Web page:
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Daniel Fowler, ASA Communications Office
When it comes to advancing climate change science, most non-sociologists might be surprised to learn that sociologists have much to contribute. This is largely because the issue of climate change in the media comes from the geologic, atmospheric, oceanographic, and physical sciences.
And, perhaps political expediency and those with vested interests have narrowly framed the issue as well. The result is a scientifically incomplete characterization of an exceptionally complex phenomenon. This framing is devoid of the very real "human equation" and natural dynamism that derives from human societal behavior.
So, it’s no wonder that many non-sociologists might be inclined to say that climate change is strictly informed by the climatologists, the ecologists, and the glaciologists.
But they would be wrong, according to Thomas Dietz, a professor of sociology and environmental science and policy at Michigan State University. Dietz served as vice chair of a National Research Council (NRC) panel, which recently produced a report, Advancing the Science of Climate Change, that promises to gain the attention of policymakers through its unique and comprehensive scientific perspective including social components of global warming. The report, one of five congressionally requested studies known as "America’s Climate Choices," looks at the status of the United States’ climate change research efforts and proposes measures for improving and expanding current understanding. The NRC is the operating arm of the National Academy of Sciences, the National Academy of Engineering, and the Institute of Medicine.
"I think sociology is critical to the study of climate change because we work from the micro level of individual decision making to the macro level of nation states and global institutions," said Dietz. "We’re comfortable with long-term historical research and multiple empirical methodologies, and we have a growing tradition of interdisciplinary work with collaborators in the ecological and physical sciences."
At the same time the NRC released the report from Dietz’ panel, it also issued two others from the series, Limiting the Magnitude of Future Climate Change and Adapting to the Impacts of Climate Change. The remaining two reports are scheduled for publication later this year.
The NRC panels responsible for the reports consisted of a multidisciplinary collection of experts in fields ranging from sociology and international affairs to atmospheric sciences and Arctic biology.
"I have been working on the role of social science in global climate change for 20 years, and this is the clearest and strongest integration of social sciences in the scientific agenda that I’ve seen," Dietz said of the NRC’s effort. In fact, Dietz said, the reports are the first on global climate change from the National Academy or a "comparable body where social science is an equal partner to the physical and biological sciences."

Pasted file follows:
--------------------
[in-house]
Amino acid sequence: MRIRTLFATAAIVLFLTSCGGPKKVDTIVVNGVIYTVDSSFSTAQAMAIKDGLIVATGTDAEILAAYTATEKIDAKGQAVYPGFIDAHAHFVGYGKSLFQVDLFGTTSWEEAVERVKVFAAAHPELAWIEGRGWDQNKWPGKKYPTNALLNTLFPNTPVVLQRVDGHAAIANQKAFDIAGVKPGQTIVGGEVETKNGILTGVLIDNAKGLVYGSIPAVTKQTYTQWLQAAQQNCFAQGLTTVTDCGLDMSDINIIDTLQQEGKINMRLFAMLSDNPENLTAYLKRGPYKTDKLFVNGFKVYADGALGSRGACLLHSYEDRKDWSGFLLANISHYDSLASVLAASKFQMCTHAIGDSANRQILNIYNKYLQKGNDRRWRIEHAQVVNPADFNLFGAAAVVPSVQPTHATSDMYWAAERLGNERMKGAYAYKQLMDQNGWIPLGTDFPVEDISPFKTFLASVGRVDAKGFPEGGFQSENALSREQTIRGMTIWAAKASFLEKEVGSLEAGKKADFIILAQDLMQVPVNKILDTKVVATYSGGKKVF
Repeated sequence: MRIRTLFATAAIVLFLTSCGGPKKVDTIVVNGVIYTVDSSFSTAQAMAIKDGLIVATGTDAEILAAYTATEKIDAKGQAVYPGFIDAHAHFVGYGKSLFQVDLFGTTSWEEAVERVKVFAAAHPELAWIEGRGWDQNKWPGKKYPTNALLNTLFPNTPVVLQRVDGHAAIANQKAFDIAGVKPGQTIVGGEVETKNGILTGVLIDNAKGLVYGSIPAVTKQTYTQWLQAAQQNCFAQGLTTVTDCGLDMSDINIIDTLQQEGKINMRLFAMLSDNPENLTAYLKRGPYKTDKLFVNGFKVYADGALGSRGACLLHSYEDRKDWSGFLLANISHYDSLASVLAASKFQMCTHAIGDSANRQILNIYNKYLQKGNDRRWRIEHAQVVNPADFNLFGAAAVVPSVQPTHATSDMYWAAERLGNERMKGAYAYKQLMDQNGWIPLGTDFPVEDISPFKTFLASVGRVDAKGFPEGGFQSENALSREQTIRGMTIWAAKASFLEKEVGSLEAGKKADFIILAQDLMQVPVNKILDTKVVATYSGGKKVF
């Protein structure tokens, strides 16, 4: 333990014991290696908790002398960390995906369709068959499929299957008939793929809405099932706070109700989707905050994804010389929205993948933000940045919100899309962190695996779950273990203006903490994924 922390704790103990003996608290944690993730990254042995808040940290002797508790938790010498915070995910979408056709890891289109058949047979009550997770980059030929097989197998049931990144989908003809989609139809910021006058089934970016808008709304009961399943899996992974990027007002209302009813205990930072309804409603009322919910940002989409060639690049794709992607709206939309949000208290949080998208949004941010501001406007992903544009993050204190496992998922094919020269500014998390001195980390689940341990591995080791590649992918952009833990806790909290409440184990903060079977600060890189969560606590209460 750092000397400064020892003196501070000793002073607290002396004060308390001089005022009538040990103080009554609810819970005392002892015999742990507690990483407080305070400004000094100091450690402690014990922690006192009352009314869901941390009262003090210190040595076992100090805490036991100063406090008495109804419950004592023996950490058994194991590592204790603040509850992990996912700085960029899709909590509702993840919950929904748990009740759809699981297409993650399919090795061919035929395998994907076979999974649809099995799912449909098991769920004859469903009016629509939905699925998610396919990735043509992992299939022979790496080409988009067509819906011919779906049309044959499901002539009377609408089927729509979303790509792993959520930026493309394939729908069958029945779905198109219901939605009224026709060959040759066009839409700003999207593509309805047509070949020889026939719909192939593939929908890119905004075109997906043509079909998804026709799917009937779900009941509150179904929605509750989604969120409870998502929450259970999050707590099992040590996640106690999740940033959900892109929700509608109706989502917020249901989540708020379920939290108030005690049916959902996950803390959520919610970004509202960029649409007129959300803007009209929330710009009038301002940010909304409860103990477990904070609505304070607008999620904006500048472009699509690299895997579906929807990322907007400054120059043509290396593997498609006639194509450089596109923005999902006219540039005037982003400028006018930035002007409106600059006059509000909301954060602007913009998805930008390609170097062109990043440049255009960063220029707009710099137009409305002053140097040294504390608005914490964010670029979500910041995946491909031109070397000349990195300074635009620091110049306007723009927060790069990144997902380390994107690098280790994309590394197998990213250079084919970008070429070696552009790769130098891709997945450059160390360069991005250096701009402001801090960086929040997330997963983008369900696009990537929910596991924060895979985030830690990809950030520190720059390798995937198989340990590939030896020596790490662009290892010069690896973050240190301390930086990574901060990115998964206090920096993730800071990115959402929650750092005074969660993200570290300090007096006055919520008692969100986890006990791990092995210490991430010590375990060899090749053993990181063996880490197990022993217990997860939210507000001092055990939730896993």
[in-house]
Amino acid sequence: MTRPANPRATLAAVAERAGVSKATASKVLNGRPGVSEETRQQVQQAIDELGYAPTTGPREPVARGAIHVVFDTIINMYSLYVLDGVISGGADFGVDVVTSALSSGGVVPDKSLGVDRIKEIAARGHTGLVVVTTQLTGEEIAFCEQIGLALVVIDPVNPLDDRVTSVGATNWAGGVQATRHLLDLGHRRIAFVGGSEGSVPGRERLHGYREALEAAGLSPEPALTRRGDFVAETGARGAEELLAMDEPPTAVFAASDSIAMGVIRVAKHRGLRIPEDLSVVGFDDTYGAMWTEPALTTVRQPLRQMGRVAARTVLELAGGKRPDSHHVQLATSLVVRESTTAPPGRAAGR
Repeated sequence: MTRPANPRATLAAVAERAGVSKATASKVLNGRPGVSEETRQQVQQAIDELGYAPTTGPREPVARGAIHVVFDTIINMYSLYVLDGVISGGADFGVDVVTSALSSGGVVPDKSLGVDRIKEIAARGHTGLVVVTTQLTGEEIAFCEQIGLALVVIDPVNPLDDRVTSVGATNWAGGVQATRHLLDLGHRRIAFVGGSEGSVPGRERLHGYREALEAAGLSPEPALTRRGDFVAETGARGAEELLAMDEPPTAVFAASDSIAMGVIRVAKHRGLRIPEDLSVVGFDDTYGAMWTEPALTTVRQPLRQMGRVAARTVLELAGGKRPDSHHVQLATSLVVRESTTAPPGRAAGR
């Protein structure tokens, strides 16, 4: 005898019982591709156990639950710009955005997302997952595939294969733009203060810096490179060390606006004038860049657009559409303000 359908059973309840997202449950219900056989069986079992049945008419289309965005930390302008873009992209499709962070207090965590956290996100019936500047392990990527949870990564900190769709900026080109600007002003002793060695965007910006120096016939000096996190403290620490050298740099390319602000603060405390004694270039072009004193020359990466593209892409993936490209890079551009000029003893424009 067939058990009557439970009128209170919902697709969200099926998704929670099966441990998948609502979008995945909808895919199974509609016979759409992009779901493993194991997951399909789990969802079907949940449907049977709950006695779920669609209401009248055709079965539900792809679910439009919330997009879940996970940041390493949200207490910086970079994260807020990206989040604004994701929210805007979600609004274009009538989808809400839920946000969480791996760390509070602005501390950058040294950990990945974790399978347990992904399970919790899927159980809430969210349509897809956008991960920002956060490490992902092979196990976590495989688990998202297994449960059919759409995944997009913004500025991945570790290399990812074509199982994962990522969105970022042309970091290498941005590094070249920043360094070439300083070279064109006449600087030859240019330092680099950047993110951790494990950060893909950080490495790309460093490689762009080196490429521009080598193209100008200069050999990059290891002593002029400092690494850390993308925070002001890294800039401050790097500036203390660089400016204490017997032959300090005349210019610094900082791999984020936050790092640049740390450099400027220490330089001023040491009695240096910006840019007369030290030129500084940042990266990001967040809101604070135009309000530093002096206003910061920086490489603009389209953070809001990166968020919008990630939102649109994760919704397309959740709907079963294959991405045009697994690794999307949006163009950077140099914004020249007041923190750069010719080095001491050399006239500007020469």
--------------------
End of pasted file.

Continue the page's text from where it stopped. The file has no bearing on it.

As vice chair of this NRC panel, Dietz’ duties extended beyond helping to produce a high-quality report. He was also responsible for briefing John P. Holdren, the Obama Administration’s top science advisor, on the content of his group’s study.
"John [Holdren] was clearly well aware that these reports were coming, very interested in what they were saying, and very engaged in discussing them," Dietz said. "It focuses the mind to brief someone who knows as much about the subject as anyone in the world and who will in turn brief President Obama. So, we found it a pretty intense experience to convey the key points of three substantial reports."
Representatives from the panels, which produced the other two completed reports, also addressed Holdren during the May 18 meeting in the White House Office of Science and Technology Policy (OSTP), which Holdren heads. Members of the three groups also briefed the House, the Senate, the National Oceanic and Atmospheric Administration, and other federal agencies about the reports, said Dietz, who noted that other briefings are being scheduled.
As the NRC continues its climate change work, the ASA has a concurrent effort of its own underway.
In February, the ASA Council approved a proposal from the ASA Environment and Technology Section to create a Task Force on Sociology and Global Climate Change (see March 2010 Footnotes). Task force chair Riley E. Dunlap, Oklahoma State University, and a selection subcommittee are currently reviewing the nearly 40 nominations. Task force members are expected to be named by the end of this summer and will eventually produce a report applying sociological analysis to the climate change issue. The task force will make public policy recommendations based on that analysis.
But, Dietz said it’s important for the task force to extend beyond sociology. "It would be a shame if the task force only looked inward and wrote a report by sociologists for sociologists about sociology exclusively," he said.
"There’s a receptive audience in the federal government and in the larger climate change research community," said Dietz. "A report that engages the issues already in their minds could have substantial impact as well as open a space for discussing emerging issues. I hope the task force can see these [NRC] reports as a foundation on which they can build."